THE 2004 BUDGET President Bush submitted this week suffers from multiple personality disorder. In part, it is the budget of a cautious, sober-minded administration shepherding the country through a time of reduced revenue and increased demands. In part, it is the work of a throw-caution-to-the-wind administration willing to gamble the nation's fiscal health.
First, meet the prudent Mr. Bush. He gravely insists on hard choices in hard times. Tax revenue has fallen two years in a row, the first such drop in 40 years. The deficit is at a record high and is expected to add up to $1.1 trillion over the next five years. In response, this Mr. Bush would restrain growth in discretionary spending to 4 percent, higher than inflation but about half the recent growth rate. Discretionary spending is the one-third of the budget not taken up by entitlement programs, interest on the debt and other no-choice accounts. The administration would increase spending on defense (4.2 percent) and homeland security (5.5 percent) while expanding other programs by less (3.8 percent). Poor people in particular may feel the pinch. The liberal Center on Budget and Policy Priorities calculates that domestic discretionary spending other than for homeland security would be one-half of 1 percent above 2002 levels -- and, adjusting for inflation, down 4.8 percent.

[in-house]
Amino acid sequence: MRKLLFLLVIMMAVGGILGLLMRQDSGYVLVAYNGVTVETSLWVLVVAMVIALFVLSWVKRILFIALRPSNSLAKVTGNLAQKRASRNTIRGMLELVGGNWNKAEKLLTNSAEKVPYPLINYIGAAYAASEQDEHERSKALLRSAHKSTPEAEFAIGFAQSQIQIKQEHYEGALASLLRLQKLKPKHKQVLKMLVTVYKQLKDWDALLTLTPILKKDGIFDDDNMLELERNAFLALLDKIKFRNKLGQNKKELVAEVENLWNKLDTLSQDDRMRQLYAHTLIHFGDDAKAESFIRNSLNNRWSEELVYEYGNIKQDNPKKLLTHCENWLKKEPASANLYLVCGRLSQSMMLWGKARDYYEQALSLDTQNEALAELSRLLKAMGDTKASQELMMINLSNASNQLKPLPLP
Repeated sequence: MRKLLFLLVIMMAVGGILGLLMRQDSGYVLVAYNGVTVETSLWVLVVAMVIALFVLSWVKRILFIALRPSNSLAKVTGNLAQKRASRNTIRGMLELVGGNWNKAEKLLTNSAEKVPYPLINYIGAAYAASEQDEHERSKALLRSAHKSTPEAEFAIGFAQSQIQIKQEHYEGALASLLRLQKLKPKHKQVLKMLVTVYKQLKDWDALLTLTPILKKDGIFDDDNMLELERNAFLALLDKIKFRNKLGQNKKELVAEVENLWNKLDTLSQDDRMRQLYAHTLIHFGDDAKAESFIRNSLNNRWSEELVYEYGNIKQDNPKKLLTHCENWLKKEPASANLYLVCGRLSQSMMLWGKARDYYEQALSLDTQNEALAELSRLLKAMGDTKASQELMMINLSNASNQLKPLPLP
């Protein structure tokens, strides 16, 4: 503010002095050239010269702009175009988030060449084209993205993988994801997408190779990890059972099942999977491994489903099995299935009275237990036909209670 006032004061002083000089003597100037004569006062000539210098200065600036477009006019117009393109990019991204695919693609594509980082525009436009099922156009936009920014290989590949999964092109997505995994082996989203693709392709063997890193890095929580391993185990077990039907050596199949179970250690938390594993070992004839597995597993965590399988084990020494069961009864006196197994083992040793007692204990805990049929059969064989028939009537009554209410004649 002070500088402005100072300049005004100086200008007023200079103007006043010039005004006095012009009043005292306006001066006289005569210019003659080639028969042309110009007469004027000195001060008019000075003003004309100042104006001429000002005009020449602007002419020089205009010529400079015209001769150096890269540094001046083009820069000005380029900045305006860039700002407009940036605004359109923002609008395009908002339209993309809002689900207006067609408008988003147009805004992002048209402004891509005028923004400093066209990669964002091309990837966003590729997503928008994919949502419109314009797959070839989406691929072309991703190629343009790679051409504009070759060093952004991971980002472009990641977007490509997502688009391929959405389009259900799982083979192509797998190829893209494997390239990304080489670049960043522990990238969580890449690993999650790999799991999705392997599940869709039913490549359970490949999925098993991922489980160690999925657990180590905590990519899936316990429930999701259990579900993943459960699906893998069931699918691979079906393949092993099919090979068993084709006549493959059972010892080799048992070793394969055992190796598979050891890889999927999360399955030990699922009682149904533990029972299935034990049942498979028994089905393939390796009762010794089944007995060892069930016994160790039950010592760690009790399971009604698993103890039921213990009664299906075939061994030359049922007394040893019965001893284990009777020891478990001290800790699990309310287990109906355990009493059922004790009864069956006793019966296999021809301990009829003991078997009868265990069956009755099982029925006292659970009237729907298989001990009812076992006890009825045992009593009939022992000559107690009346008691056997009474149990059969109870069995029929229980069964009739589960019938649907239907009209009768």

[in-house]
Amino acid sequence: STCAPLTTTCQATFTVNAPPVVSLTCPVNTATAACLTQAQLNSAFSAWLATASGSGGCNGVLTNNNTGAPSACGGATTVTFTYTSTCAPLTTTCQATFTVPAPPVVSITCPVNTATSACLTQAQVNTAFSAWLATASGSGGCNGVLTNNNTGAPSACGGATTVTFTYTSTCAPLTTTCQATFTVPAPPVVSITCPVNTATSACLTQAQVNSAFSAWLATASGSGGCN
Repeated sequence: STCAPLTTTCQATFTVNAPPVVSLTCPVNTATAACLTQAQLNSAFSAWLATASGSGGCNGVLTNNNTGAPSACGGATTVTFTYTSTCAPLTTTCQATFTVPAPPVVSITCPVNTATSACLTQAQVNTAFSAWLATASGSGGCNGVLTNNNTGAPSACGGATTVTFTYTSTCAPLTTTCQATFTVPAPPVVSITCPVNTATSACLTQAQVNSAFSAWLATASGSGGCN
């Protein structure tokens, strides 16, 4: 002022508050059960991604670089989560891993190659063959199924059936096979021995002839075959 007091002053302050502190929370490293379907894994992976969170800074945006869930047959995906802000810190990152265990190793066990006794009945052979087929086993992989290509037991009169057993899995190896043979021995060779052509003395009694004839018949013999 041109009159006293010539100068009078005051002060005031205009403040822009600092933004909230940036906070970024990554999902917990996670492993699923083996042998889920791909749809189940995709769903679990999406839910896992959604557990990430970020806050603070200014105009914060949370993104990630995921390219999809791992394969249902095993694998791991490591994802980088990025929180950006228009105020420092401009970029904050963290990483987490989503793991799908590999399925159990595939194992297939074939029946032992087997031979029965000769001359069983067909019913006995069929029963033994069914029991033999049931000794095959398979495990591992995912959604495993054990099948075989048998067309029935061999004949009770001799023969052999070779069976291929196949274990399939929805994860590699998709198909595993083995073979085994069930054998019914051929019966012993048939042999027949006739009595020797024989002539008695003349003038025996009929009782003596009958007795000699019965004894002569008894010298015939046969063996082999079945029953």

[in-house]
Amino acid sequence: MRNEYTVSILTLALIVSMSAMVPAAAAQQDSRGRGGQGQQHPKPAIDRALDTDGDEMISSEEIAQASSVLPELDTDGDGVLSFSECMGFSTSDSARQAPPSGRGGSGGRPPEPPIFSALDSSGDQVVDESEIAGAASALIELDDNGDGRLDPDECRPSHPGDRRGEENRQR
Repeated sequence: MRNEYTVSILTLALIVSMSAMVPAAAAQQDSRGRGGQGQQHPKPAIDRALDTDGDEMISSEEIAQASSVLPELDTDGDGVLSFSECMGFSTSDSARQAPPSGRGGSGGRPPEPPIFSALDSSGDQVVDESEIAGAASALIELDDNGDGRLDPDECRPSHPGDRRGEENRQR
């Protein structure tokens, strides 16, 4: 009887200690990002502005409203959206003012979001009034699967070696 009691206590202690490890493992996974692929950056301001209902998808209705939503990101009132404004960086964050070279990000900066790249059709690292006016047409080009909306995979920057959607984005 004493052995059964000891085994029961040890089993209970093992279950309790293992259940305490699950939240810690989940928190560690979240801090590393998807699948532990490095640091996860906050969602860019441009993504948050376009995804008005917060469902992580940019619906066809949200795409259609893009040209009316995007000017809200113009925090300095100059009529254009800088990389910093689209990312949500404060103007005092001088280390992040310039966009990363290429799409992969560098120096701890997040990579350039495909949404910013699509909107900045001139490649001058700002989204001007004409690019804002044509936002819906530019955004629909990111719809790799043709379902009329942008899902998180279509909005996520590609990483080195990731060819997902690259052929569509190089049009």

That might seem a reasonable sacrifice given the urgent need to defend against terrorism -- until the profligate Mr. Bush comes riding into the picture. Having sought and won a tax cut that will cost $1.35 trillion over 10 years, this Mr. Bush wants to accelerate those cuts and make them permanent. He wants to exclude most dividend income from taxation. Altogether he is proposing tax changes that would cost an additional $1.5 trillion. And that's not all. Layered on top is a new savings plan that would allow taxpayers to shield huge amounts of investment income, a proposal whose price tag down the road is likely to be significantly higher than that of cutting taxes on dividends alone (since dividends account for only about one-fourth of investment income).
All this happens as major bills come due. The cost of a war with Iraq is not included in this budget. The costs of Medicare and Social Security will outstrip their revenue by $18 trillion over the next 75 years, according to administration estimates. And, with a return to deficits, the government will be paying more and more interest on the national debt -- more than $1 trillion over the next five years. Pressed about this, the administration breezily asserts that tax cuts will spur economic growth that will take care of all these worries. President Reagan's tax cut was sold with the same logic -- and the nation spent the better part of two decades digging out. At least Mr. Reagan had the sense, when deficits started to pile up, to undo some of his tax cuts. Mr. Bush just wants to just plow in deeper.